Warning that graves sinking in cemetery
CONCERN over sinking graves in Cowden's cemeteries has sparked warnings to gravediggers.
The parish council has written to grave-digging companies stressing the need for holes to be filled in properly.
The concerns were raised after parish clerk Caroline Bizios noticed several sagging graves in the cemetery beside the village church.
She said: "I was on one of my regular walks around the burial ground and these two had sunk quite a lot – more than ordinarily."
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Mrs Bizios said the problem could have been caused by multiple coffins being buried in one of the graves.
She said: "That grave would have been dug up, and the land disturbed, three times in two years, based on when the ladies there were buried."
The problem was raised at the parish council's monthly meeting, where chairman Glyn Henley said the council had written to grave-digging companies to alert them to the problem.
Before then, the parish council workers had been topping up the back soil on the graves to prevent them sinking.
Mrs Bizios added: "We do put as much back soil in as possible ourselves but we can't afford to employ someone on an ongoing basis to fill them in."
There are three burial grounds in Cowden, including one owned by the church. The other two are owned by the parish council.
According to consultancy firm Peter Mitchell Associates, which carried out research into grave sinkage, there are a number of potential causes. These include the type of soil used, the condition of the surrounding ground, how wet the ground is and the weather.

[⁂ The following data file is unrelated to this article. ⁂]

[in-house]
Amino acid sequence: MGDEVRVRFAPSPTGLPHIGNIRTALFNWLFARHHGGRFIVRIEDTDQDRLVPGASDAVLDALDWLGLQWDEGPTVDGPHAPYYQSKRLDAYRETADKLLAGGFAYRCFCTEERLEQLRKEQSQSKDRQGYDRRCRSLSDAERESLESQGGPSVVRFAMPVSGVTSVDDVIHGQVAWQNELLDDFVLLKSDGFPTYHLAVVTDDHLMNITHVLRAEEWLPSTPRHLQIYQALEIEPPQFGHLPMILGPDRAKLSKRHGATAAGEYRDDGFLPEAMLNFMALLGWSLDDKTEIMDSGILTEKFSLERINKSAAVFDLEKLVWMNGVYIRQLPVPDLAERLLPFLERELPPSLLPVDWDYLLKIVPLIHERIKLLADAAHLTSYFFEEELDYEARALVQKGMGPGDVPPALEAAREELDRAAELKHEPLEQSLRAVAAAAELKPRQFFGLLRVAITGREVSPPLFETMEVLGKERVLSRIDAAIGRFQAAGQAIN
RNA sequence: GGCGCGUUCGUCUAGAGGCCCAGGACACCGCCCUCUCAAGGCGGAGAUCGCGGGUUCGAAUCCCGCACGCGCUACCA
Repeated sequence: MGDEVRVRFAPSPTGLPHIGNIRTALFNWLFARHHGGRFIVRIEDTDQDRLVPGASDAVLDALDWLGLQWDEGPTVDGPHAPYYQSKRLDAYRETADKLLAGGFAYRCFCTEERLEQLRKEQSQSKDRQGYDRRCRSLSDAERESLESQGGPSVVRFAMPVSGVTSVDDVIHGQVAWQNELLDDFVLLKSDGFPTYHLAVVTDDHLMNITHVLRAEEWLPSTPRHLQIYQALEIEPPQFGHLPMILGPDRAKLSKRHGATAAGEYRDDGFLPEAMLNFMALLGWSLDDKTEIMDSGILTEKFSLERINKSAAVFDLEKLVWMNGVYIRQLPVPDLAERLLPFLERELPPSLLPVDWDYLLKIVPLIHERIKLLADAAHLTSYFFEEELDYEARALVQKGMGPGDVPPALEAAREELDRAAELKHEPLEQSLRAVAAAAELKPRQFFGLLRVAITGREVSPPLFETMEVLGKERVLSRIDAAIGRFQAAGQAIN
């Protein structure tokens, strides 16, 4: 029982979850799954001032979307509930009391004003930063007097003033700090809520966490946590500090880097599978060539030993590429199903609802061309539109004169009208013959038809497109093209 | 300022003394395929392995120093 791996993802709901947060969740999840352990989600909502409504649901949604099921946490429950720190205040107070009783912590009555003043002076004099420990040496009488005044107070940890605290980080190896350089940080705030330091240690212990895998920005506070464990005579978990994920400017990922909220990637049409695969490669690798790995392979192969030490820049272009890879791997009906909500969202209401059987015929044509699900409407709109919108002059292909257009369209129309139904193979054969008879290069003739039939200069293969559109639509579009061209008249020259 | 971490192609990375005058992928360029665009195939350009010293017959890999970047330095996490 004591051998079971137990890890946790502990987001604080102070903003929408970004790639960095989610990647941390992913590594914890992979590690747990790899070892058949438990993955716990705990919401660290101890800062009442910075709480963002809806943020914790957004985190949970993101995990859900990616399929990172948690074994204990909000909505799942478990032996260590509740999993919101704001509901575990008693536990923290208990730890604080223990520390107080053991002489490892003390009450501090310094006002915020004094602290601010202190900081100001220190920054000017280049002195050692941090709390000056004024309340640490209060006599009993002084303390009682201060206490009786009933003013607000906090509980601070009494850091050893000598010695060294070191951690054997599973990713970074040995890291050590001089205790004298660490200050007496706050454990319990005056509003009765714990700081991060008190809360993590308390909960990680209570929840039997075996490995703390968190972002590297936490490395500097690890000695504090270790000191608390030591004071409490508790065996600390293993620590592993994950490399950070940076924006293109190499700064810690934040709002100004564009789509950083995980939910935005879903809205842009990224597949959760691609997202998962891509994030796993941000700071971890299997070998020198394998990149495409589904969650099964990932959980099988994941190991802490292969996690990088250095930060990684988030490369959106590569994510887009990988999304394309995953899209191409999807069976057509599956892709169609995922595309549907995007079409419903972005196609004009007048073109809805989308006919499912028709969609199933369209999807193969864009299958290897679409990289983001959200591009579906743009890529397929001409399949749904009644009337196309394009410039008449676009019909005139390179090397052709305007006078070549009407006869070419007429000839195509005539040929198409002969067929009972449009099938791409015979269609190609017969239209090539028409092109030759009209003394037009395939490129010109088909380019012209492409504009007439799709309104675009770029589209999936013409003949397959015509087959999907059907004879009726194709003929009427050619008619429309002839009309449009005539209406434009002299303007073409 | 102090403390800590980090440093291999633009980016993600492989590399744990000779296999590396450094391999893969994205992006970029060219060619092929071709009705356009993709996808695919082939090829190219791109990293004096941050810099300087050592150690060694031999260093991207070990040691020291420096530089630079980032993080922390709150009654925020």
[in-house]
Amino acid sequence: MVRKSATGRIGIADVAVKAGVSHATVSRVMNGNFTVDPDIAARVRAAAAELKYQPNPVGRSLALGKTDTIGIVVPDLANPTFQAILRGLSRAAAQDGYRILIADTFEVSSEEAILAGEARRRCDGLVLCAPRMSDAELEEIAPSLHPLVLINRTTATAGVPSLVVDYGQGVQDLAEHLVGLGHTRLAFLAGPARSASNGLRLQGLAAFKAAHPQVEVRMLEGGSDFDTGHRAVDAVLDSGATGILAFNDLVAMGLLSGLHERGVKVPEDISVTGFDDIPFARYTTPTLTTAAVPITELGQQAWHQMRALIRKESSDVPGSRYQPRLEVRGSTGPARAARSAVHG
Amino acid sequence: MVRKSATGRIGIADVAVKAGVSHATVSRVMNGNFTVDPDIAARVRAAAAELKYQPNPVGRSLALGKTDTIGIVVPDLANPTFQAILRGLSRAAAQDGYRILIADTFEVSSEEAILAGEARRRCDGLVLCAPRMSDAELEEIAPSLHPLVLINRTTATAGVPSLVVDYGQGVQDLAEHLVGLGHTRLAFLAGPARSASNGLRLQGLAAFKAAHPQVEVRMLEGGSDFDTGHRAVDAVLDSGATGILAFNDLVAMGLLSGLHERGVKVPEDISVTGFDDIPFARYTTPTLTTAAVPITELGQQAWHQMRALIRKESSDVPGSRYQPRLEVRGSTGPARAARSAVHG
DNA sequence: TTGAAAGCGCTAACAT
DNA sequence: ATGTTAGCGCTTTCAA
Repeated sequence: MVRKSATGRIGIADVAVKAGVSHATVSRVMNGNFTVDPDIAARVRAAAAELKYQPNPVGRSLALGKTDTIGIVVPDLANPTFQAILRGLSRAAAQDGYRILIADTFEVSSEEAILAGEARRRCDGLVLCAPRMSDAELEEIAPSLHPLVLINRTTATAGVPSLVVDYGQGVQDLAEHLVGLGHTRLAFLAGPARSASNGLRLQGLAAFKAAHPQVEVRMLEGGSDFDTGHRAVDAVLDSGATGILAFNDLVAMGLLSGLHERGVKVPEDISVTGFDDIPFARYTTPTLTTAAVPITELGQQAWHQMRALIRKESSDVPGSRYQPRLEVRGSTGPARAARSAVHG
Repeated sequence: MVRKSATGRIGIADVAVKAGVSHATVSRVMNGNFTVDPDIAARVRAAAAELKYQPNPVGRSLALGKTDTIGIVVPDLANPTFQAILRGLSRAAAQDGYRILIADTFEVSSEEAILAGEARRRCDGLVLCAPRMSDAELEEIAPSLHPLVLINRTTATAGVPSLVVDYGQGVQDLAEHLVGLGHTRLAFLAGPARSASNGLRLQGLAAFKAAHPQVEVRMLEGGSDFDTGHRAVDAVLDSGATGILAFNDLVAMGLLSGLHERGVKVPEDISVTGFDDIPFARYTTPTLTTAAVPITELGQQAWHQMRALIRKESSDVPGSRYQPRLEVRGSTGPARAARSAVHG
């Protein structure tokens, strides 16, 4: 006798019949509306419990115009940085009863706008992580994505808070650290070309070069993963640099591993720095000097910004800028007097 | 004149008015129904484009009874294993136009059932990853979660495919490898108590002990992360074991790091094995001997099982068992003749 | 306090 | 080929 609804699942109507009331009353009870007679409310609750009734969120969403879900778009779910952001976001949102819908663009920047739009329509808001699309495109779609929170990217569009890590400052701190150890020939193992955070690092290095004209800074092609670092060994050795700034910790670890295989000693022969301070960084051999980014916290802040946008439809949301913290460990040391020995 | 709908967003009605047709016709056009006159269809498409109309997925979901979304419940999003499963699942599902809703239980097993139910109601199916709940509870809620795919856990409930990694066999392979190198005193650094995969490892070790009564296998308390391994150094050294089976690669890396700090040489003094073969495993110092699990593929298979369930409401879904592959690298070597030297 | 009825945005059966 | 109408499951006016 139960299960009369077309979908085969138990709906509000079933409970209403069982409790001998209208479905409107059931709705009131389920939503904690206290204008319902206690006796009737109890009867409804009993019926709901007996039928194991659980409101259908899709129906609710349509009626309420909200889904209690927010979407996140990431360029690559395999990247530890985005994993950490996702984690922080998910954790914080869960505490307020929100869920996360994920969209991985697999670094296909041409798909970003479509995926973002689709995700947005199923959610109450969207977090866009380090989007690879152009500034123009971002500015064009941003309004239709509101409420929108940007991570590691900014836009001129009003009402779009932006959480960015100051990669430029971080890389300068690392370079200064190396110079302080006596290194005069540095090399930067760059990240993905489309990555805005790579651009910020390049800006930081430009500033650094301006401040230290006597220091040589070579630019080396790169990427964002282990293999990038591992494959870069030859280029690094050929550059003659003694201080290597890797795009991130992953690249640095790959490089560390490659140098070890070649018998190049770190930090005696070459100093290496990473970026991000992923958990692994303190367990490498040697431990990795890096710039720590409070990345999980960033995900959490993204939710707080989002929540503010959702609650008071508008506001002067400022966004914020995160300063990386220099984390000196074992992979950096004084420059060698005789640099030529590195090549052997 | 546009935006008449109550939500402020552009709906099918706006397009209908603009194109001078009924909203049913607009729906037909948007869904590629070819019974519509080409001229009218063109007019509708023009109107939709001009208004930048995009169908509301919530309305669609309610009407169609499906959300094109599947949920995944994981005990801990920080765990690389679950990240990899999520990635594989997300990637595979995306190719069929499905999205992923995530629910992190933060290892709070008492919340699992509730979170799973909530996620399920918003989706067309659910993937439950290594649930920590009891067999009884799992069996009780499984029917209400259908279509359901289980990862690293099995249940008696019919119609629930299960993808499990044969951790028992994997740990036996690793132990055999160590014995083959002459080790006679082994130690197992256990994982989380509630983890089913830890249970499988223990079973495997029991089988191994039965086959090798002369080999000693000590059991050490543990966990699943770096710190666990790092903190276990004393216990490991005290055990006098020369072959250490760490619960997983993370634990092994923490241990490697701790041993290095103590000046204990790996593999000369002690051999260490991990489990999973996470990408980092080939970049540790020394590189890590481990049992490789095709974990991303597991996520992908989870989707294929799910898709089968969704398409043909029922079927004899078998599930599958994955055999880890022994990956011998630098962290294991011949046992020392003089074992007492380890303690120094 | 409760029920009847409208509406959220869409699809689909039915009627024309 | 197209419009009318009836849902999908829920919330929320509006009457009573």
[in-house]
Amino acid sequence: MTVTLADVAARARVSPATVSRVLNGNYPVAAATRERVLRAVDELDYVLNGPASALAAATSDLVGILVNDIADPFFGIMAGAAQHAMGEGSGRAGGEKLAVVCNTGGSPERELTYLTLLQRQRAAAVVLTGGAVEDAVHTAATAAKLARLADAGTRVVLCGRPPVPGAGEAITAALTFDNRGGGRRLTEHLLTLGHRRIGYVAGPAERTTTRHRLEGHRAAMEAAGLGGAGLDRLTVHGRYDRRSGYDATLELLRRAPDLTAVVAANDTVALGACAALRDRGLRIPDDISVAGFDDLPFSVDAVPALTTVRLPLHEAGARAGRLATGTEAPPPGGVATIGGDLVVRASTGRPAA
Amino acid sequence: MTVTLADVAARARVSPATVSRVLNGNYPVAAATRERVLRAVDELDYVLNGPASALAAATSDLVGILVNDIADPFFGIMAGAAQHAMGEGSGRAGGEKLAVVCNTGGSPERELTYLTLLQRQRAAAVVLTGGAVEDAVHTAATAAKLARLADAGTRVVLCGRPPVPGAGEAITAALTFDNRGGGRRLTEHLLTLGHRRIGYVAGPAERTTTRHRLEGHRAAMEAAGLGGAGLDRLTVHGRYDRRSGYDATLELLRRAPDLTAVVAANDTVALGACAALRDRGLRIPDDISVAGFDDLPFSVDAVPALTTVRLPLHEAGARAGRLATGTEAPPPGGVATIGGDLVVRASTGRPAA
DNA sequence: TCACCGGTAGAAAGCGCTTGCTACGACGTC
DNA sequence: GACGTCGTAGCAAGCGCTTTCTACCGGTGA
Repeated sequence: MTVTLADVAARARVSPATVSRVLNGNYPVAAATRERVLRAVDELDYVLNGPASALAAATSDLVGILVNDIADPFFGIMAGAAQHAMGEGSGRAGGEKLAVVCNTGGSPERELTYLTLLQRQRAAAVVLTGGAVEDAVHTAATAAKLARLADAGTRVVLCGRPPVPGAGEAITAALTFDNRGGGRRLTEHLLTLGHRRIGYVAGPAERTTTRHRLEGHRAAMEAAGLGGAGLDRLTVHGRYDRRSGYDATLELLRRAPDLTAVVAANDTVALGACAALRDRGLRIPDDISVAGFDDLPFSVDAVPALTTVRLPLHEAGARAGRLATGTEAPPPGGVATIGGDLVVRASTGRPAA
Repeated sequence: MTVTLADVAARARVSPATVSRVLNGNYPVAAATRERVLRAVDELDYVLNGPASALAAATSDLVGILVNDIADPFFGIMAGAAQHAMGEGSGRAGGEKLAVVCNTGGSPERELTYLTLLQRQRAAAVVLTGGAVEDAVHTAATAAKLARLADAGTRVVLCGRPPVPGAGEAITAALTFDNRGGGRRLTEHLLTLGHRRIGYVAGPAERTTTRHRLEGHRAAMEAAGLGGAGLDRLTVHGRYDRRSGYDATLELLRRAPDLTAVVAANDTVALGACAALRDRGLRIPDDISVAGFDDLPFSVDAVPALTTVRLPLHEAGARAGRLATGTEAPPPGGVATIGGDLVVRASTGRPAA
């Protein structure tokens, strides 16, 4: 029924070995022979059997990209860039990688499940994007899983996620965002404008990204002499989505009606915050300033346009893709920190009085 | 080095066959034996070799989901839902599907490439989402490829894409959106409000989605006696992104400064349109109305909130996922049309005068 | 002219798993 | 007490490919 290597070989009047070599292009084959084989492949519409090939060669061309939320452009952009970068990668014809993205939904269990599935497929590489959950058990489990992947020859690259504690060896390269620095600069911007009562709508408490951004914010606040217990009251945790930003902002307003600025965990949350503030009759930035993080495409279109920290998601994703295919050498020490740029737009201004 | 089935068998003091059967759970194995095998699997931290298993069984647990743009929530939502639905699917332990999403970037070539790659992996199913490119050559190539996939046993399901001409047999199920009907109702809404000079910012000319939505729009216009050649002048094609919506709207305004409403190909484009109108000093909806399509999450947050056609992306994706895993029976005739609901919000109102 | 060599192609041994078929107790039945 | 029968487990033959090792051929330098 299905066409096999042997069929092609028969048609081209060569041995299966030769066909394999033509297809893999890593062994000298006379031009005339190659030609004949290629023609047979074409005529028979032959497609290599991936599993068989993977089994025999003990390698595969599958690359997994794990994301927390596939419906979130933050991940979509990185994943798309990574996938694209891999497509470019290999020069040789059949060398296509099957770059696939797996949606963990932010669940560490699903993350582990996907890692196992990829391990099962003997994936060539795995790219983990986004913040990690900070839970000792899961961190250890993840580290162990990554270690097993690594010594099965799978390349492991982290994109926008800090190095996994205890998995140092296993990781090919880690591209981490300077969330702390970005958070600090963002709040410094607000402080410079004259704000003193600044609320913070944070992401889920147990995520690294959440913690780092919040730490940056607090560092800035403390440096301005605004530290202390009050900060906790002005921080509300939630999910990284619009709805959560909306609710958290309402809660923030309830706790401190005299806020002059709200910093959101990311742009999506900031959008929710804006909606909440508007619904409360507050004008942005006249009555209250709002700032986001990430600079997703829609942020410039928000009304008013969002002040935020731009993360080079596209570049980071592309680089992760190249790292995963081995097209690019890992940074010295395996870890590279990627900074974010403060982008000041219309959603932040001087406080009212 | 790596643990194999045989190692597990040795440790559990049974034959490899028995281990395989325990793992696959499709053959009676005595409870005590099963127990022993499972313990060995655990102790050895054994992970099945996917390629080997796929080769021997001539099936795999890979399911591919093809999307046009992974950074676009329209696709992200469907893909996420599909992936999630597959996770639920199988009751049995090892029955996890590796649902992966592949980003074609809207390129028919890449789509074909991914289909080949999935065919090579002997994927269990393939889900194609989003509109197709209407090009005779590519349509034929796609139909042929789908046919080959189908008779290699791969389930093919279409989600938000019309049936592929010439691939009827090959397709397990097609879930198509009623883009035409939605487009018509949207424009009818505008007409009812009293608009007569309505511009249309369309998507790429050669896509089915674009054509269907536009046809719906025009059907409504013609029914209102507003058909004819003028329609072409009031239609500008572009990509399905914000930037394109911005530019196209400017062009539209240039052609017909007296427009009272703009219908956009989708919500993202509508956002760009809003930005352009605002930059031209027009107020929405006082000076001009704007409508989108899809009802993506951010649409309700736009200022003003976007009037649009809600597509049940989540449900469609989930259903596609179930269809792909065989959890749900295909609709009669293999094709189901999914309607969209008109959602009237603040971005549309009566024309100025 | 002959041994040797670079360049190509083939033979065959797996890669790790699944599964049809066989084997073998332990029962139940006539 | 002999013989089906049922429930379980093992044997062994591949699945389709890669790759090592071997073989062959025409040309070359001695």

After a grave has been dug, the ground is replaced in a process called back-filling. When the soil is put back it contains more air pockets than it did when it was dug up. Over time, this back-filled soil will sink as the air pockets escape and the soil settles.
Parish council chairman Glyn Henley said: "Grave sinkage is a normal process following burial and it can take between six to twelve months for the ground to settle.
"This is the reason why the parish council will not allow memorial headstones to be erected until at least six months after burial.
"In the instances referred to at the parish council meeting, two graves had sunk more than would normally be expected.
"The clerk noticed the sinkage and having reported this to me, remedial works were undertaken within 24 hours."